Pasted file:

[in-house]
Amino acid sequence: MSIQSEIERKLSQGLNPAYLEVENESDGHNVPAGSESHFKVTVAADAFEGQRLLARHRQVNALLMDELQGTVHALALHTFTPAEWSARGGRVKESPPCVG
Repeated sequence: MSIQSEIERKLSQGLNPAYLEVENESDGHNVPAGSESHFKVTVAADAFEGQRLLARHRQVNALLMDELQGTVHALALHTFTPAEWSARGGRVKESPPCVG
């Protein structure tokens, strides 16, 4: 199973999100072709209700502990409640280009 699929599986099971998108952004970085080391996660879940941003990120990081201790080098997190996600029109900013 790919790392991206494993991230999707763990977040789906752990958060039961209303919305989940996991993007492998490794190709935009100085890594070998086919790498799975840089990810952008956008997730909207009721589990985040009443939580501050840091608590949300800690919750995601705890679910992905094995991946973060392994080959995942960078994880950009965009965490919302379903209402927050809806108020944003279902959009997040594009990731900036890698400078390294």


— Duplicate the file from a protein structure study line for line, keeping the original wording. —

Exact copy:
[in-house]
Amino acid sequence: MSIQSEIERKLSQGLNPAYLEVENESDGHNVPAGSESHFKVTVAADAFEGQRLLARHRQVNALLMDELQGTVHALALHTFTPAEWSARGGRVKESPPCVG
Repeated sequence: MSIQSEIERKLSQGLNPAYLEVENESDGHNVPAGSESHFKVTVAADAFEGQRLLARHRQVNALLMDELQGTVHALALHTFTPAEWSARGGRVKESPPCVG
């Protein structure tokens, strides 16, 4: 199973999100072709209700502990409640280009 699929599986099971998108952004970085080391996660879940941003990120990081201790080098997190996600029109900013 790919790392991206494993991230999707763990977040789906752990958060039961209303919305989940996991993007492998490794190709935009100085890594070998086919790498799975840089990810952008956008997730909207009721589990985040009443939580501050840091608590949300800690919750995601705890679910992905094995991946973060392994080959995942960078994880950009965009965490919302379903209402927050809806108020944003279902959009997040594009990731900036890698400078390294």